Allowing Cubans to buy and sell their homes will not usher in democracy overnight. But a new law announced last week by Cuba's communist government marks another positive shift for the island's 11 million people and its relationship with the United States. • The government of dictator Raul Castro announced that as of this month, Cuban citizens and permanent residents will be allowed to buy and sell real estate. Buyers can own up to two homes — a permanent residence and a vacation property. Sales and trades will not be subject to government approval. And the law creates an opening for more indirect foreign investment in Cuba's emerging tourist trade.
The rule changes are the most far-reaching market reforms since Fidel Castro took power in 1959. After the revolution, Cubans were allowed to remain in the homes they occupied. While the government barred the sale of property, it allowed for the trading of homes through a complicated bartering system.
By creating a private market for housing, Cubans will have the opportunity to build wealth and address the serious housing squeeze that can force several generations of the same family to live together. And removing the government's role in bartering the housing trade should clean up a corrupt state bureaucracy.
The new rules are unclear about the fate of private property confiscated by the communist government. And the changes are relaxed enough that — taken together with President Barack Obama's decision in 2009 to free up remittances to the island — Cuban emigres overseas could play a major, behind-the-scenes role in shaping the island's new economics. Cuba's government, in other words, has freed up the pent-up demand for housing and other freedoms at the same time that Cuban-Americans and other Westerners are filling the void for cash and investment. The details and the implementation of the new law are important. Yet the Castro government has already unleashed a basic human desire for upward mobility and self-determination.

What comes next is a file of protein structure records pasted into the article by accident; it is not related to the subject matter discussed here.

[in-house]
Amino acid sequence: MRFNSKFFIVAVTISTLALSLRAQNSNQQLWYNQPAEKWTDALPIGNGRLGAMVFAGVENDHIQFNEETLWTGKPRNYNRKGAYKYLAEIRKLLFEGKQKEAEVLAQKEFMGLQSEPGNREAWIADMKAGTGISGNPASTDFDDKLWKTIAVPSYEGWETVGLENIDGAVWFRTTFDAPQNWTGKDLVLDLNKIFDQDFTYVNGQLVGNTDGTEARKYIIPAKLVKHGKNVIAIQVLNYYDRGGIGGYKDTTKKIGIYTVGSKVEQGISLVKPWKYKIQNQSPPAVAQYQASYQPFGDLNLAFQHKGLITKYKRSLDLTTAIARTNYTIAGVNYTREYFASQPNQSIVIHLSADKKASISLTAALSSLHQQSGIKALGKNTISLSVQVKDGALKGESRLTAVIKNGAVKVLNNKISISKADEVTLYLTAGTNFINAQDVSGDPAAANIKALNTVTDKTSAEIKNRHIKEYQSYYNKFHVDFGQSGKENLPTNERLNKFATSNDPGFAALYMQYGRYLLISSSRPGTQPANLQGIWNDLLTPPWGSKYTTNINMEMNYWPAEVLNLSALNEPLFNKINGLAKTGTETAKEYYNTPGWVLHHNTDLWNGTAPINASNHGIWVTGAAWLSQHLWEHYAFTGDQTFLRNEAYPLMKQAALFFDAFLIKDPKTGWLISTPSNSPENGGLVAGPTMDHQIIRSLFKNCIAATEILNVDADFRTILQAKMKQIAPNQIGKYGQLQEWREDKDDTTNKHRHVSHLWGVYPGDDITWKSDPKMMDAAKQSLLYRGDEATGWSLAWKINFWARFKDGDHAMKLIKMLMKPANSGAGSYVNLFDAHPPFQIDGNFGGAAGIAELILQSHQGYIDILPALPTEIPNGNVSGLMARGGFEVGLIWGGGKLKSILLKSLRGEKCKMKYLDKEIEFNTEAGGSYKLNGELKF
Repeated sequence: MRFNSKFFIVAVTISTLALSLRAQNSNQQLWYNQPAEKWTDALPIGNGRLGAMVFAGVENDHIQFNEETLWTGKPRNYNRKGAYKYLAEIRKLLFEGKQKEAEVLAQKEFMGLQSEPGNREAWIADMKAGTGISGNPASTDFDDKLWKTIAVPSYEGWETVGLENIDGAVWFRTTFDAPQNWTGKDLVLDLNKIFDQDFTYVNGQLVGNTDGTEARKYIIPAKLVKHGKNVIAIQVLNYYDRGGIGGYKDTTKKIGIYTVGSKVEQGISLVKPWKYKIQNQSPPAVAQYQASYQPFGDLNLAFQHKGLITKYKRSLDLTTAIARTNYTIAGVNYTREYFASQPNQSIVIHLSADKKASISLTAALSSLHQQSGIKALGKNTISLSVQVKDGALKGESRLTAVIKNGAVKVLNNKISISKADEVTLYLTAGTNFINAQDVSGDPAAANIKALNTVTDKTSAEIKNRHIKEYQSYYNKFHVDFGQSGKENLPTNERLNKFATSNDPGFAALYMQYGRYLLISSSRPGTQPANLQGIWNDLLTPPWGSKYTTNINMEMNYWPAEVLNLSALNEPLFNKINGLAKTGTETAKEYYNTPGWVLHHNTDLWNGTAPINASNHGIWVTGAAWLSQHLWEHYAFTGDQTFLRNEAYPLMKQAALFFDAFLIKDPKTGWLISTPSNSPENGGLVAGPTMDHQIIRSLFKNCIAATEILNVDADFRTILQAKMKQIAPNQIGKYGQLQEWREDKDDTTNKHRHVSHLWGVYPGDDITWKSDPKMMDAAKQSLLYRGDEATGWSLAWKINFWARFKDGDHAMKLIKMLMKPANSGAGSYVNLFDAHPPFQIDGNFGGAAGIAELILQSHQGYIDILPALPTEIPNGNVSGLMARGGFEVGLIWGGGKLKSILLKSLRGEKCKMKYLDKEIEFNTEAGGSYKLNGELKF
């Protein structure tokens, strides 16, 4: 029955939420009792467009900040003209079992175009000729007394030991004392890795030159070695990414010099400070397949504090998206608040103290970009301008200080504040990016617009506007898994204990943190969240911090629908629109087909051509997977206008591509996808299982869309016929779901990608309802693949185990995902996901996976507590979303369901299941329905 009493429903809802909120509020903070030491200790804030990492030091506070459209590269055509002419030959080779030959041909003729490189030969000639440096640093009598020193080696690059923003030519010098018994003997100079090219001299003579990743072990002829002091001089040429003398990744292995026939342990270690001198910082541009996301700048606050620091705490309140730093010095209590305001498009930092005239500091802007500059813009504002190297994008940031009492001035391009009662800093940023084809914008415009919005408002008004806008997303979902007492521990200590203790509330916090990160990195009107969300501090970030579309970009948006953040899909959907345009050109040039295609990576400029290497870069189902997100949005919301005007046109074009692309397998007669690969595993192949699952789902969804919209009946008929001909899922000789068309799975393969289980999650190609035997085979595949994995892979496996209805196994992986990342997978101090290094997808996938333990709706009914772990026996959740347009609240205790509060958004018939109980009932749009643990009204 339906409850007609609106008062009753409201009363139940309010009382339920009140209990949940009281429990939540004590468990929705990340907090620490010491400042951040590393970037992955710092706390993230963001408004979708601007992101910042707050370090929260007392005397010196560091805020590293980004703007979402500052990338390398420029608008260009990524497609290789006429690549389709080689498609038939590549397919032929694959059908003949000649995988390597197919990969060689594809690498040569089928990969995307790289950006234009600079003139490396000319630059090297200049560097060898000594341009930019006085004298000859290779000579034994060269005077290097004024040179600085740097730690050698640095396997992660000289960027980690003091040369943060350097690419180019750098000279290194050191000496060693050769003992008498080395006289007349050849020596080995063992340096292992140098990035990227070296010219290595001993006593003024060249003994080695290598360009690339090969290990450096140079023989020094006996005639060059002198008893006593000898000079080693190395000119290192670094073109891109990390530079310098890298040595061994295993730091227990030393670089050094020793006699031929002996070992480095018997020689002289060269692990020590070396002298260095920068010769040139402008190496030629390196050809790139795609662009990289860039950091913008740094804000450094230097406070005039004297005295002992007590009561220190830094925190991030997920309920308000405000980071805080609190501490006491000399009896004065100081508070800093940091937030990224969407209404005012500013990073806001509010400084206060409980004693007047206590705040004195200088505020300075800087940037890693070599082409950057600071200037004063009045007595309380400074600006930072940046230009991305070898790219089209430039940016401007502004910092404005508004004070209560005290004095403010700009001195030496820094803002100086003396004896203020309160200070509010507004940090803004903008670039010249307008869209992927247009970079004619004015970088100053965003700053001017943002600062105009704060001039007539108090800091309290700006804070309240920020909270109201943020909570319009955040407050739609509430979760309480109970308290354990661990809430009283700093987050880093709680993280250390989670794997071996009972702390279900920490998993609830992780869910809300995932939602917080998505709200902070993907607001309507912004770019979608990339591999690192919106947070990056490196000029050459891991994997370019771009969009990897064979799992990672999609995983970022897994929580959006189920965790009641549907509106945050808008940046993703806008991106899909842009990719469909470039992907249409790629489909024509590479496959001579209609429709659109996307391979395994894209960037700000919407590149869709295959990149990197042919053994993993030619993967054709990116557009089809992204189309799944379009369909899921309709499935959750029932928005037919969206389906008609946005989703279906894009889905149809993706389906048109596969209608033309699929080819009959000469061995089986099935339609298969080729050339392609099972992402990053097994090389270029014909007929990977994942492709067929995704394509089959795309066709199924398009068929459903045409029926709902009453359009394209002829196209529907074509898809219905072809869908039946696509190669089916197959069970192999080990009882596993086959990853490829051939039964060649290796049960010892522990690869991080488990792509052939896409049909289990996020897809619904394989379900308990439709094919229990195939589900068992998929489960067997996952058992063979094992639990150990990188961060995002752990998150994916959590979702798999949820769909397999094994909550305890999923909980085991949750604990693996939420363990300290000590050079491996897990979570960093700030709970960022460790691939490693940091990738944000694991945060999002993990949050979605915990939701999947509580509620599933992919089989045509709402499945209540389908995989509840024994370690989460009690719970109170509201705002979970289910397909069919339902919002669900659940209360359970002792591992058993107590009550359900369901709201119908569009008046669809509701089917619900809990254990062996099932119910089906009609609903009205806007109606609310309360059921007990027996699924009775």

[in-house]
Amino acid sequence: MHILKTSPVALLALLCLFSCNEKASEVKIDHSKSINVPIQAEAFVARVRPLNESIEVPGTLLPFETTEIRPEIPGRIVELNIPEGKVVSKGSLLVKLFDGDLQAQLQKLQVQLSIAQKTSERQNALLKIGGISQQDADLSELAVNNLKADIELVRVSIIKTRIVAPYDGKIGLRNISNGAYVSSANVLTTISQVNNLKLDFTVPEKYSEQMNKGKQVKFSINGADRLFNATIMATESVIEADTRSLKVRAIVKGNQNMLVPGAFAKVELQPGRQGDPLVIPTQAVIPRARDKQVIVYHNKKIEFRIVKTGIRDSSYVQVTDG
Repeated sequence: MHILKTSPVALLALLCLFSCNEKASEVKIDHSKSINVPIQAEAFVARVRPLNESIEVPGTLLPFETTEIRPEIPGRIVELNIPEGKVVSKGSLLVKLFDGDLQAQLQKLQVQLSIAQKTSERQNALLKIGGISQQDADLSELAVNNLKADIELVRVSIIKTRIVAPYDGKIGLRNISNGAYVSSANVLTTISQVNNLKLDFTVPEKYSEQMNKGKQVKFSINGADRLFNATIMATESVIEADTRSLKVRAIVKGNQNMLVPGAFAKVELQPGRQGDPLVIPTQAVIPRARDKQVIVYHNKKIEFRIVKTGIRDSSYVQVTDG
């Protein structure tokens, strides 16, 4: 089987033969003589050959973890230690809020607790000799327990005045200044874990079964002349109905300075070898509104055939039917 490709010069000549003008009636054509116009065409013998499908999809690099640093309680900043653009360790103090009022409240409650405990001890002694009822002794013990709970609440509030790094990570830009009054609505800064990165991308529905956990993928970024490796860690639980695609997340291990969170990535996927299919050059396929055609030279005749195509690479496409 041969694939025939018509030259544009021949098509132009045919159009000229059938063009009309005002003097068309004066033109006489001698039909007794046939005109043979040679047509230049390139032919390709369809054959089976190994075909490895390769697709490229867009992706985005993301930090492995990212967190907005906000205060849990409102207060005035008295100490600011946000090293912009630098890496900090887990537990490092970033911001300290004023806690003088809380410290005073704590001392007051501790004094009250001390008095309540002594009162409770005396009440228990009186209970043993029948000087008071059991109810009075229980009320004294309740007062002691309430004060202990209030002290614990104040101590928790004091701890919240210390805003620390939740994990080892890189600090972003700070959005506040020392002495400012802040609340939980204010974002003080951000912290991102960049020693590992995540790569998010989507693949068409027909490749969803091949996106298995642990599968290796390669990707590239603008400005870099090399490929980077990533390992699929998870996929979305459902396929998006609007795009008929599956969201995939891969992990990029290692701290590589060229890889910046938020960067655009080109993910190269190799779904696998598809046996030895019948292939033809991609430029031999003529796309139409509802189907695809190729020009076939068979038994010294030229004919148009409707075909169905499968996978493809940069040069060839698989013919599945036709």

But the biggest impact — at least in the short term for cash-strapped Cubans — will be psychological. Castro has already paved the way to cut the government payroll and to enable Cubans to go into business for themselves. Allowing property to change hands marks the most ambitious reform yet — one fraught with both promise and peril. The United States can help during this transition by continuing to move toward normalizing relations. America's security interests are served by having Cuba turn to the ideals of the free market and democracy.